The death of more than eighty South Africans and the many injured during the collapse of the guesthouse of the Synagogue Church of All Nations (SCOAN) in the Ikotun District of Lagos in Nigeria, has shocked fellow South Africans. The South African Institution of Civil Engineering (SAICE) expresses its sincere sympathy with the families of the deceased and with the survivors in these trying times.

As a civil engineering institution, questions need to be asked concerning construction standards, and health and safety issues. It is of great concern that, at a facility which hosts thousands of foreigners, including vast numbers of South Africans, annually, the local National Emergency Management Agency (NEMA) could only start rescue work on the Sunday, while the collapse already occurred on the Friday. It is a well-known fact that the first hours/days after such an incident are crucial for saving lives. How many lives could have been saved had rescue teams been able to start the search on Friday? In a tragic incident of this nature, who has precedence in providing the necessary rescue support – the local ‘owner’ or the official rescuers?

Had the building been well constructed, would this have happened and would so many have been in peril of injury or lost their lives? To avoid similar incidents happening again, SAICE implores the Nigerian government and the President of the Nigerian Society of Engineers, Engineer Ademola Olorunfemi, to ensure that an exhaustive and transparent investigation be done as soon as possible. This is not only because South Africa has been terribly affected but because the entire continent is in mourning and looking for answers.

Fidelis Emuze, the Head of the Department of the Built Environment at the Central University of Technology in the Free State, and construction expert, according to The Star of 19 September 2014, explained that he had built his family home approximately 10 km from the site of the collapse in Lagos, and that the soil was solid for low-rise buildings. Emuze said this led to questions: Who sanctioned such an endeavour (to have four additional floors added to the two-storey guest house) without considering the “carrying capacity” of the soil strata? What are the strengths of the materials used for the renovations?

Emuze further said that the “Nigerian authorities should also investigate what the original design and functionality of the building was and what was done to support the structure as more floors were built on top”.

Professor Mitch Gohnert, Head of Civil and Environmental Engineering/Head of Structural Engineering at the University of the Witwatersrand said on Saturday that had the necessary structural strength been provided for the additions to the building, the collapse would not have occurred.

A further concern is that diplomatic tensions between South Africa and Nigeria seem to have escalated/increased in the SA government’s efforts to find answers regarding the collapse. Nigeria declined international assistance in the search for the girls abducted by Boko Haram and they are now reluctant to send a message that there is not adequate capacity in Nigeria to deal with the current situation. This, and the fact that South Africa was not formally informed of the tragedy and had to seek information through its own sources in Lagos, could have led to the large number of people  not rescued in time.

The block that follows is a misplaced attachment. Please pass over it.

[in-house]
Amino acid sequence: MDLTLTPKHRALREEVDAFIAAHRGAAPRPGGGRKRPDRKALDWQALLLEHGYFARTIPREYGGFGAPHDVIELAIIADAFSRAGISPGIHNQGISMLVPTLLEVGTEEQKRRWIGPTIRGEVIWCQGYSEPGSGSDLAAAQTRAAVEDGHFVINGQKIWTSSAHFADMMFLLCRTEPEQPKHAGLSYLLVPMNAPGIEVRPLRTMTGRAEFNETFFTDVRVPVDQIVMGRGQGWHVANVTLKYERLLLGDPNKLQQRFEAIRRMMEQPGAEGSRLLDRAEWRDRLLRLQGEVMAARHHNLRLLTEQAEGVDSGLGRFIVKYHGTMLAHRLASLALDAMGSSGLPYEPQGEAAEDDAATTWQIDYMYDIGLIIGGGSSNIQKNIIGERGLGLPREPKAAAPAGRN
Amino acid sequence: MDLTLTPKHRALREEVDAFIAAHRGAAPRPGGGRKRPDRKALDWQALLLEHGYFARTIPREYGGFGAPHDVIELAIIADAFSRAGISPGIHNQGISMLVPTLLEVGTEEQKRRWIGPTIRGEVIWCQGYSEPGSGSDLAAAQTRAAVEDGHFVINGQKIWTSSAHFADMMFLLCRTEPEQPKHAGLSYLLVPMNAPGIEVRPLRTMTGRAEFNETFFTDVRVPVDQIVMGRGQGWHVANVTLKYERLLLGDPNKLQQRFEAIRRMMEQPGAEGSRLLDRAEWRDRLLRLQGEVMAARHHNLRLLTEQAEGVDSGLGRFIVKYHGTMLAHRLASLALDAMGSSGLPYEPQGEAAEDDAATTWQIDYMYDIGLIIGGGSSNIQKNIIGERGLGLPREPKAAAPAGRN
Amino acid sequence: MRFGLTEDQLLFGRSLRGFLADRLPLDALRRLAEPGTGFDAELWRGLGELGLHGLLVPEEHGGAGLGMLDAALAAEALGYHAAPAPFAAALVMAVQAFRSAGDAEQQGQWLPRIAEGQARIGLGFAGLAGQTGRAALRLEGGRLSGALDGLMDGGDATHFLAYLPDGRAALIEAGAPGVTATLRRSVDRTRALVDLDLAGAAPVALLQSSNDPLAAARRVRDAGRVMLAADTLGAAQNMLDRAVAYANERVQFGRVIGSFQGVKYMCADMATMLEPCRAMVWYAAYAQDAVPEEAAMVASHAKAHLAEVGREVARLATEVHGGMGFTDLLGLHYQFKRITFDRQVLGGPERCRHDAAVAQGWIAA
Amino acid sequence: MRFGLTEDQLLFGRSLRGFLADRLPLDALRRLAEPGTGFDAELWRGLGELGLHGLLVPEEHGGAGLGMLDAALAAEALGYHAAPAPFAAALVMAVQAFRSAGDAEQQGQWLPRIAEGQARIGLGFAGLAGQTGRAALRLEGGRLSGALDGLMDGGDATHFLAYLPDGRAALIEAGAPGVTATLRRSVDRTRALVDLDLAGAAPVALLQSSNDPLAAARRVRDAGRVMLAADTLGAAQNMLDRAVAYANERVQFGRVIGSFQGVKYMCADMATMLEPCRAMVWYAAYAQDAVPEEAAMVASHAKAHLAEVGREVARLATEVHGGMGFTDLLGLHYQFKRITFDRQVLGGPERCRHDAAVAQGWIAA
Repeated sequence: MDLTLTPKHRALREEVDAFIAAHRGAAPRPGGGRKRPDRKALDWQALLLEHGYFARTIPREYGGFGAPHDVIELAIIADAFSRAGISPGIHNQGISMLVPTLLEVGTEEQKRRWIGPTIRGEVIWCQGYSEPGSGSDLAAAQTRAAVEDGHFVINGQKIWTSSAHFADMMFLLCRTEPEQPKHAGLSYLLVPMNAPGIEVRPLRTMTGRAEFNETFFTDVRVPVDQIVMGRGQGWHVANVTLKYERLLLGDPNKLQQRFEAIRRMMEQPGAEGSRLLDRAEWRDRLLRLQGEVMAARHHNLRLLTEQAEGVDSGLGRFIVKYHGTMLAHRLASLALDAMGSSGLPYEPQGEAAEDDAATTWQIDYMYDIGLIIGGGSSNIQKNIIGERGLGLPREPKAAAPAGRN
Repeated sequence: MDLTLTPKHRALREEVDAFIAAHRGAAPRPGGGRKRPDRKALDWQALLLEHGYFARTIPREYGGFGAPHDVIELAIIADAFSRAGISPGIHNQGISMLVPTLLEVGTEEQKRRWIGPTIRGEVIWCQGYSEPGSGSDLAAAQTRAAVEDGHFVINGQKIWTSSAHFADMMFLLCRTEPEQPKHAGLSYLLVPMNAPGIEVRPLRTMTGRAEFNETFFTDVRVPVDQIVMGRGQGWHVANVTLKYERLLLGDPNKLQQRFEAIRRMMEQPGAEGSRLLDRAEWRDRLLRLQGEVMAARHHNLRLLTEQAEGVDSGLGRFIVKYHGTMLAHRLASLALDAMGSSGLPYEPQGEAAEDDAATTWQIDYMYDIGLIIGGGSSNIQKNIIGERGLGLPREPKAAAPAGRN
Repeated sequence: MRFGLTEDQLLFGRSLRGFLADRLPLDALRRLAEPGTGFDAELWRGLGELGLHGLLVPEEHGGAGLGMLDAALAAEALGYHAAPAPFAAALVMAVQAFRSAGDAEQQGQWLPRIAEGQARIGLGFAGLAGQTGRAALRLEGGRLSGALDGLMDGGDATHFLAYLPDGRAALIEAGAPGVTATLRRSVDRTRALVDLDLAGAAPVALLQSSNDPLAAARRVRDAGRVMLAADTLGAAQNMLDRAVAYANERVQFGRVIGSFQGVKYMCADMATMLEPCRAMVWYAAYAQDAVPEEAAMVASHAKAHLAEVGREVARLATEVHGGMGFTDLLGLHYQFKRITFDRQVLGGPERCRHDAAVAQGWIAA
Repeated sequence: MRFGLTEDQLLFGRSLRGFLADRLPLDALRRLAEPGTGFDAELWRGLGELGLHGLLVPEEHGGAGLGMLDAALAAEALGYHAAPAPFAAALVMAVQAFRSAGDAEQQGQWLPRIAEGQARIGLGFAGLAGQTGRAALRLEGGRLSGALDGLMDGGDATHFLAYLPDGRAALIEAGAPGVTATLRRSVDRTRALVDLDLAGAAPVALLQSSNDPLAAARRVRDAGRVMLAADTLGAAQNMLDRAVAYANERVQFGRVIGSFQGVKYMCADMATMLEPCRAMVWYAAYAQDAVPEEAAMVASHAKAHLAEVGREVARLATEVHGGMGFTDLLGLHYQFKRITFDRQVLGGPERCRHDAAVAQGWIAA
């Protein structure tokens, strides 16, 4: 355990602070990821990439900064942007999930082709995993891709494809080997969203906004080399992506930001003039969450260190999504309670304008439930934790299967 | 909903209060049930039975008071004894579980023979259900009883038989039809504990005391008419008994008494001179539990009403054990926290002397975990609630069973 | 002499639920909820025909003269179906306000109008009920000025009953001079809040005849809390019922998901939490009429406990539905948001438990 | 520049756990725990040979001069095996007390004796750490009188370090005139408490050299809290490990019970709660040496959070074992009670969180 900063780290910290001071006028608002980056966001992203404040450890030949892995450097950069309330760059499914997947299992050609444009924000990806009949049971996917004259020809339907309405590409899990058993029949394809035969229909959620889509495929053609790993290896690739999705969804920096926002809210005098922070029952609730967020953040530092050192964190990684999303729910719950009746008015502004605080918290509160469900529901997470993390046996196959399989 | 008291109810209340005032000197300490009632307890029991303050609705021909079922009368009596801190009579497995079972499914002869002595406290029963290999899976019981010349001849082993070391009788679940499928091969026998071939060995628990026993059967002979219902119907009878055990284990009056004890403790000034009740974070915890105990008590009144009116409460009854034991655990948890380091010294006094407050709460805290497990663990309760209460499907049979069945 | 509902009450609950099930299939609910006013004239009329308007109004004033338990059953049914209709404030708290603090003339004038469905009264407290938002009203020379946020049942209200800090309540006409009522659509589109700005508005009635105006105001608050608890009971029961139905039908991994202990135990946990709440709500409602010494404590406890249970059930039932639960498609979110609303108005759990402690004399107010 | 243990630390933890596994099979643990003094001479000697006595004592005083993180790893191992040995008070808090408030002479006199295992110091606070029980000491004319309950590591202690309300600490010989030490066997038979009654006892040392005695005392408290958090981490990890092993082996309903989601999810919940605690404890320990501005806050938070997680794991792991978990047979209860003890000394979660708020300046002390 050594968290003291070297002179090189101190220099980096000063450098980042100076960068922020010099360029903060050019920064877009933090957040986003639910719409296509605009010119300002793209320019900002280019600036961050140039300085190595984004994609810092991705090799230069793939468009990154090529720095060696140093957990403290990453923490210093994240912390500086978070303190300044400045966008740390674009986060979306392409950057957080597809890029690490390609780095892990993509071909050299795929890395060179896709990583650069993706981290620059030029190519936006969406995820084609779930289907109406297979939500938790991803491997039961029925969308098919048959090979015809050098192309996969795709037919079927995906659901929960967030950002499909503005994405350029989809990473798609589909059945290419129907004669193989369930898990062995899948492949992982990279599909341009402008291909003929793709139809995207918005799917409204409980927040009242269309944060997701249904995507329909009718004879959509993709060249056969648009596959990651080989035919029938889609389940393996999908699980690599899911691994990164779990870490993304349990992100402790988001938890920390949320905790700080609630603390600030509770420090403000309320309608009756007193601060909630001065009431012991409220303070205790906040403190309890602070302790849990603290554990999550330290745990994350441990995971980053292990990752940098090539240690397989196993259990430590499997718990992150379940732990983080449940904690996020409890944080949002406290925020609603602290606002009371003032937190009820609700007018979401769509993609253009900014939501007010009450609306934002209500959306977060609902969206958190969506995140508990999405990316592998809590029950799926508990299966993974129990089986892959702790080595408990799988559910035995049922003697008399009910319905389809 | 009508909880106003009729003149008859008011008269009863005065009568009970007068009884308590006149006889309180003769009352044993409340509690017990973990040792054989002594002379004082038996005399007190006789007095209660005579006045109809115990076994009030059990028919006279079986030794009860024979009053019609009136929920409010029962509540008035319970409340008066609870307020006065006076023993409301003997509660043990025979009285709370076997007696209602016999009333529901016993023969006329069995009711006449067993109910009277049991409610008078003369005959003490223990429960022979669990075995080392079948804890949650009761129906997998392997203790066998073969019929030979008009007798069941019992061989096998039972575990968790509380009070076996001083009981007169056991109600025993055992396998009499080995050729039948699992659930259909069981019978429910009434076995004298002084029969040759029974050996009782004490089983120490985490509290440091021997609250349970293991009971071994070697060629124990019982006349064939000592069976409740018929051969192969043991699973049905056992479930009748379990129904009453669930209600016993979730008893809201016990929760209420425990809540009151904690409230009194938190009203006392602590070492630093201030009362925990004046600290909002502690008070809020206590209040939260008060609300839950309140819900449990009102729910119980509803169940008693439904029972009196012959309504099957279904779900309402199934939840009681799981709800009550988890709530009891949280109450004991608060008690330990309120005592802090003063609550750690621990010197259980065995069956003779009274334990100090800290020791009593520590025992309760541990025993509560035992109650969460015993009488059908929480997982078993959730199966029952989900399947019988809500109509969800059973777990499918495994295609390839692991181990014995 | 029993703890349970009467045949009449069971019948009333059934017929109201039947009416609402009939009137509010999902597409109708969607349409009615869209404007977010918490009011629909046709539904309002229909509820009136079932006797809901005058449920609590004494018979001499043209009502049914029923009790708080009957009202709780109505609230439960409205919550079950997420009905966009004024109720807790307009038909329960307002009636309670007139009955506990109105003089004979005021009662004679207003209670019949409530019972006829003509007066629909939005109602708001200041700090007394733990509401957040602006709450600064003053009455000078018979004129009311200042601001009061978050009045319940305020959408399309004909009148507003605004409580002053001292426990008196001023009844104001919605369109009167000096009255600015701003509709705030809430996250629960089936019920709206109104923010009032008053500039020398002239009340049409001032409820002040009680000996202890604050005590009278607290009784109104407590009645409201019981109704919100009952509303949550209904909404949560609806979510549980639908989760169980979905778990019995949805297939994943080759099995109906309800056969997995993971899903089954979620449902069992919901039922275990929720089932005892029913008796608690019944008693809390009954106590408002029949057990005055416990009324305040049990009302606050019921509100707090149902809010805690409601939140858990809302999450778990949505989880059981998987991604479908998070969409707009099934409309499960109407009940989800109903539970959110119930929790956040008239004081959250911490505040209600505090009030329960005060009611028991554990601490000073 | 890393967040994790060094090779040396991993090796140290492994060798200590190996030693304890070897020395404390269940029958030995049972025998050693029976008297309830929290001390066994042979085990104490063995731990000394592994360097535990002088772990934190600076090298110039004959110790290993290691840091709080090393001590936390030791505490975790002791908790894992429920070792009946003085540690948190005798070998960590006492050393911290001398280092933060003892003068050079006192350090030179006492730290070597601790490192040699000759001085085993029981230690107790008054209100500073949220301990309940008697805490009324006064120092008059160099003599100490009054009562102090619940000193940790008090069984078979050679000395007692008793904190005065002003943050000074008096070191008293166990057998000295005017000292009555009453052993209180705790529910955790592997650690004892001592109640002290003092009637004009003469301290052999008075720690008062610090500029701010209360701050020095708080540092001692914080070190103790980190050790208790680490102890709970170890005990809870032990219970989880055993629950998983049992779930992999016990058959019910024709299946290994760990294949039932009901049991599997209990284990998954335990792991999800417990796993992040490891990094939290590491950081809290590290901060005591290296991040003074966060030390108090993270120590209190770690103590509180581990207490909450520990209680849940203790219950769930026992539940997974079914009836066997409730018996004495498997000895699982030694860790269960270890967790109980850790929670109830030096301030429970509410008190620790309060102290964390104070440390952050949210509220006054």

On learning of the tragedy, the Department of International Relations requested Search and Rescue South Africa’s team with sniffer dogs, to be on standby. This team, regarded as among the best in the world, were on standby. And, that is where they remained – on standby, as Nigeria refused their assistance! Had they been allowed entry into Nigeria in the crucial first 24 hours after the incident, both the death toll and extent of injuries could have been reduced by getting people out of the rubble in this short window period after serious trauma.

General Manager, Lagos State Building Control Agency, (LASBCA), Dr Abimbola Animashaun, concerned about the numerous building collapses has declared that in future, violation of building codes would not be tolerated. She emphasised that government would shut down construction sites and seal dangerous structures being built. It is shocking though that Dr Animashaun revealed the situation in which enforcement officers find themselves – being denied access to barracks and religious institutions to ensure adherence to building codes and even being brutalised trying to gain access to partially collapsed buildings!

If not at such a late stage, and with a history of collapses, one could almost applaud the Lagos state government for ordering urgent structural integrity tests on all buildings in the sprawling SCOAN compound. However, how many more buildings will collapse and how many lives will be lost before they get their house in order?

The South African government has to be applauded for trying to get information under the initial circumstances, providing a facility at OR Tambo Airport to assist survivors and the families of missing and dead ‘pilgrims’, as well as airlifting seriously and critically injured South Africans from Lagos to South Africa, accompanied by specialised doctors, nurses and military paramedics. 

Possibly government could liaise with SAICE to ascertain if South African specialist civil engineering practitioners could assist their Nigerian counterparts in the formidable task of investigating the reasons for the collapse with its horrific conseque

 

Issued by the South African Institution of Civil Engineering

Tel: 011 805 5953

Fax: 011 805 5971

For more information please contact:

Marie Ashpole on 082 870 9229 or 011 805 5953

Email: marie@saice.org.za

www.saice.org.za

 

 

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